Noted for its English department, I remember proudly turning in my first English paper— I believe it was on Tess of the d’Urbervilles. When I got it back, it had a big red letter grade that did not make me happy. I had researched and researched. At the end of my paper, my professor had written: “What of it?” I went to speak with him after class and he said, and I am quoting from memory:  “If I wanted to know what some important scholar has to say about Tess of the d’Urbervilles, I could look it up myself. I want to know what YOU think.” That became a very important lesson in my life. Kenyon College taught me how to think. 

I spent the first semester of my junior year in college in Israel, living on Kibbutz Usha, outside of Haifa. I picked a lot of grapefruit, ate a lot of falafel, learned Hebrew at the kibbutz ulpan, and went twice a week to the University of Haifa. I fell in love with everything about Israel, and when I came back to the United States I explored joining Garin Arava, a group of young Reform Jewish Americans who were trying to establish the first-ever Reform kibbutz in Israel. Which path should I follow? Rabbi or Kibbutznik?  Both afforded me the opportunity to live a serious, liberal Jewish life in community with others. Matthew Sperber, a Great Neck classmate of mine, was also in Garin Arava. He ended up starting what became Kibbutz Yahel in 1977. He still lives there. The headline of a recent article about his life reads: “His Mother Wanted Him to Be a Rabbi, But He Went to Build a Kibbutz.” I decided to apply to rabbinical school. 

Hebrew Union College–Jewish Institute for Religion has four campuses: New York, Cincinnati, Los Angeles, and Jerusalem. My family had moved from Great Neck to Santa Monica, so I figured I would go to rabbinical school in Los Angeles.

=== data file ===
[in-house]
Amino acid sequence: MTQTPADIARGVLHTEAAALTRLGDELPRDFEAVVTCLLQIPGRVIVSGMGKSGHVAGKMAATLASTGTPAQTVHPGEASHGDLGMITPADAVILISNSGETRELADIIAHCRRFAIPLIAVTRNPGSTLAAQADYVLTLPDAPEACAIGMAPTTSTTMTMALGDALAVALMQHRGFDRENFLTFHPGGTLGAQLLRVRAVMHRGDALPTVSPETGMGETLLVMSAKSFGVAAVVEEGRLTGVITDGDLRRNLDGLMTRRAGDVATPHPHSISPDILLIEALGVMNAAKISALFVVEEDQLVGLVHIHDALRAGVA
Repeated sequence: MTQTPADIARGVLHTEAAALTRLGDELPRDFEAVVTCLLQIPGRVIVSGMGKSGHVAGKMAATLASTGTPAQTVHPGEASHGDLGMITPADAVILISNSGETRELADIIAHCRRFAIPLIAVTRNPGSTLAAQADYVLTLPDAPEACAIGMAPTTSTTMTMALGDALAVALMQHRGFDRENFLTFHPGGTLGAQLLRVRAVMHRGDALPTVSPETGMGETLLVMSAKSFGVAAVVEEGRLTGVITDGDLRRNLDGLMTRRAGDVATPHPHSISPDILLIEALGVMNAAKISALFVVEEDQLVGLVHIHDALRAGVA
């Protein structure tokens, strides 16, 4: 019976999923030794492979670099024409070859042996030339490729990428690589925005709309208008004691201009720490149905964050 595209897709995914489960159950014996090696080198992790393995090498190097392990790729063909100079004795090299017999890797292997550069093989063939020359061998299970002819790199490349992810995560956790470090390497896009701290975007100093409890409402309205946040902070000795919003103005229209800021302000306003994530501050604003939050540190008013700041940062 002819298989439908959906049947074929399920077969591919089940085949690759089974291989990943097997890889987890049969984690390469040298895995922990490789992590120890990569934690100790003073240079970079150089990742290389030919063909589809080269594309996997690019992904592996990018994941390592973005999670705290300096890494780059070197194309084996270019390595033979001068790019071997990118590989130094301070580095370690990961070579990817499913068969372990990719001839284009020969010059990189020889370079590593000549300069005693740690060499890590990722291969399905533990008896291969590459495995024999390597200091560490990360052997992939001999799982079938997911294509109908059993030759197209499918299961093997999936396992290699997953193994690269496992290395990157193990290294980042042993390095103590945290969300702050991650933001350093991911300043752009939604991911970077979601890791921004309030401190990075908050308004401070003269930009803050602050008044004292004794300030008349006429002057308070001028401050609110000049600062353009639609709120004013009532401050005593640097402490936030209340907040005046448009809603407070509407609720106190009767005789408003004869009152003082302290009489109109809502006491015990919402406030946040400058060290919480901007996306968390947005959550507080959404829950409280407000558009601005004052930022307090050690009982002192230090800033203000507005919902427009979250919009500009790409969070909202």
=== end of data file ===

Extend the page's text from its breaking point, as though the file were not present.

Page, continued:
If I got in. I wasn’t worried about the academics and I wasn’t worried about the Hebrew. I was worried about the psychological testing you were required to undergo. Among the battery of tests was the Rorschach. In one of the inkblots, I saw two people kissing each other. I was convinced they would identify me as lesbian and there would be no rabbinical school for me. Oh, I neglected to say, but surely you realize—in 1977 there was NO CHANCE that a gay person would be accepted into rabbinical school. Zero. None. 

I worried and worried, but a family friend who was also a psychologist, assured me that the inkblot was called, in the biz, “the love card.” “They just want to make sure you see love,” she said.  Which I did.

I hated my first year of rabbinical school. I loved being in Jerusalem, but none of my classes did what Kenyon College had done. It wasn’t about thinking. It wasn’t about meaning. It was more about cramming and regurgitating. Thank God for Jerusalem. The city became my classroom and I was eager to learn.